Hale, Sarah Josepha (1788 - 1879)

Index to poems

Biography: 

Sarah Josepha Buell was born October 24, 1788, in Newport, New Hampshire. Self-educated, at 18 she became a schoolteacher in Newport and worked there until 1813, when she married David Hale, a lawyer. At his death nine years later, she was a 34-year-old pregnant mother of four who nonetheless rose to become one of America's most successful women writers. In 1828 she became editor of the Ladies' Magazine, and later as literary editor of its heir, Godey's Lady's Book, the dominant woman's magazine of her time. There she published the work of many American women authors, particularly Lydia M. Child and Lydia H. Sigourney. Many worthy causes earned her loyal support. She founded and presided over the Seamen's Aid Society, and America owes to her campaign its national holiday of Thanksgiving, the final Thursday of November. In 1830 the American composer Lowell Mason, who introduced music into the curriculum of American schools, asked her to write lyrics for him. He chose eight poems in her Poems for our Children and popularized them in his Juvenile Lyre (1830). Three of these, "Mary's Lamb," "Prayer," and "Birds" were for decades published without credit in McGuffey's readers, the most important American school book of the century. Hale's volumes of verse and her well-known anthologies of others' poems are

  • The Genius of Oblivion; and Other Original Poems (Concord, N.H.: Jacob A. Moore, 1823).
  • Poems for Our Children Designed for Families, Sabbath Schools, and Infant Schools (Boston: Marsh, Capen & Lyon, 1830).
  • Flora's Interpreter: or, The American Book of Flowers and Sentiments, ed. Sarah Josepha Hale (Boston: Marsh, Capen and Lyon, 1830), with later editions in 1849, 1856, and 1860.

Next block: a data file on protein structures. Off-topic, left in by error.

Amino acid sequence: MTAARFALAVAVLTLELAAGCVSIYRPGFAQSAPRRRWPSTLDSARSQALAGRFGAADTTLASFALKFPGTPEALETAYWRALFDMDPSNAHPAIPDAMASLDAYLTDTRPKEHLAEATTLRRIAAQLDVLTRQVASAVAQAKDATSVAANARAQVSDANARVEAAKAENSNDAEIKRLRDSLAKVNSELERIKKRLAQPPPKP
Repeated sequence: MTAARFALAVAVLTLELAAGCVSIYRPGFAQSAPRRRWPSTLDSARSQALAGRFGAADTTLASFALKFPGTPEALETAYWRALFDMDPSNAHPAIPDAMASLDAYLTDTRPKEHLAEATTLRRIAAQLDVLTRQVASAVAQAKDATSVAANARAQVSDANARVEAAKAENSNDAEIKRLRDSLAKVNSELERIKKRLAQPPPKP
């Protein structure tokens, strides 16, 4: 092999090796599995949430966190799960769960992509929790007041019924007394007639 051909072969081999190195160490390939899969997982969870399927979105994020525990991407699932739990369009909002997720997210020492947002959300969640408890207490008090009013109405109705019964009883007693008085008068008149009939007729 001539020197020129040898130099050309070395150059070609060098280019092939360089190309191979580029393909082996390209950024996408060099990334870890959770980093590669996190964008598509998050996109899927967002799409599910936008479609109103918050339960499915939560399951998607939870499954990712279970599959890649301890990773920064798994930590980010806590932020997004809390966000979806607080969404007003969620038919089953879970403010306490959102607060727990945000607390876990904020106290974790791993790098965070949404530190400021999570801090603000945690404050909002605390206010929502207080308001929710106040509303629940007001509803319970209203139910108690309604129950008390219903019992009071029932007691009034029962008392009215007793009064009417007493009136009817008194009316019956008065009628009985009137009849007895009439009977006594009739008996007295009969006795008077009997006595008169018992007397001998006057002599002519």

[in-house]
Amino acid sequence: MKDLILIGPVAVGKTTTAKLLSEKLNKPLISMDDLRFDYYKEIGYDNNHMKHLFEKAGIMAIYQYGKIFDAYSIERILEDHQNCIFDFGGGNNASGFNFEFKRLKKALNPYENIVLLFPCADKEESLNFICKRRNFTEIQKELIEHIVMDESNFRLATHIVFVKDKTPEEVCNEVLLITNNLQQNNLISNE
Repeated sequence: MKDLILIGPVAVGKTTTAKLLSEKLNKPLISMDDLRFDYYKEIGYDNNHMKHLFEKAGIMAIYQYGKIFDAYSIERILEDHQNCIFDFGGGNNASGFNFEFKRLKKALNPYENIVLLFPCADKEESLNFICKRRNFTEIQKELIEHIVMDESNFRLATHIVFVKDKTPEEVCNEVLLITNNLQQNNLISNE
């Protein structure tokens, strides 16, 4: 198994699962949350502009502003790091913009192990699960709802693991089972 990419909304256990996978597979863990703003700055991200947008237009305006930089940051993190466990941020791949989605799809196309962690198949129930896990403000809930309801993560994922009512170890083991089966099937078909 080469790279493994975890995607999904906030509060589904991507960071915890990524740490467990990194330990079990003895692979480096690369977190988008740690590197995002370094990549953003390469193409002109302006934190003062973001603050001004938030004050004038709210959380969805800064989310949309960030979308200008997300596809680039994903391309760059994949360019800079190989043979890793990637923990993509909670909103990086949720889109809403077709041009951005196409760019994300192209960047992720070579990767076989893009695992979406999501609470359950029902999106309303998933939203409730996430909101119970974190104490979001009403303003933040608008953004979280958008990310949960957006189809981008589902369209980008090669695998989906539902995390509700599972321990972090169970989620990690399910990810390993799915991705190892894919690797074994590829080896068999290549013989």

• The School Song Book, ed. Sarah Josepha Hale and Lowell Mason (1834), with another edition in 1841.
  • The Ladies' Wreath; a Selection from the Female Poetic Writers of England and America, ed. Sarah Josepha Hale (Boston: Marsh, Capen and Lyon, 1837), revised edition (1839).
  • Alice Ray: A Romance in Rhyme (Philadelphia: A. Scott, 1845).
  • Three Hours; or, The Vigil of Love: and Other Poems (Philadelphia: Carey & Hart, 1848).
  • The Poets' Offering: For 1850, ed. Sarah Josepha Hale (Philadelphia: Grigg, Elliot, 1850), reprinted as A Complete Dictionary of Poetical Quotations (1850) and The Poets' Offering: For 1851 (1851). PN 6082 H34 1852 Robarts Library
  • Love; or, Woman's Destiny. A Poem in Two Parts: With Other Poems (Philadelphia: Duffield Ashmead, 1870).

She was living in Philadelphia by 1841 and completed there her greatest work, the 36-volume Woman's Record: or, Sketches of Distinguished Women (1853-76). She died April 30, 1879, two years after she retired from Godey's Lady's Book. For biographies of Hale, see

  • Fryatt, Norma R. Sarah Josepha Hale: The Life and Times of a Nineteenth Century Career Woman (New York: Hawthorn Books, 1975).
  • Finley, Ruth Ebright. The Ldy of Godey's: Sarah Josepha Hale (Philadelphia: Lippincott, 1931). PN 4874 H22R6 1985 Robarts Library
Given Name: 
Sarah Josepha
Family Name: 
Hale
Birth Date: 
October 24, 1788
Death Date: 
April 30, 1879
Nationality: 

Occupations

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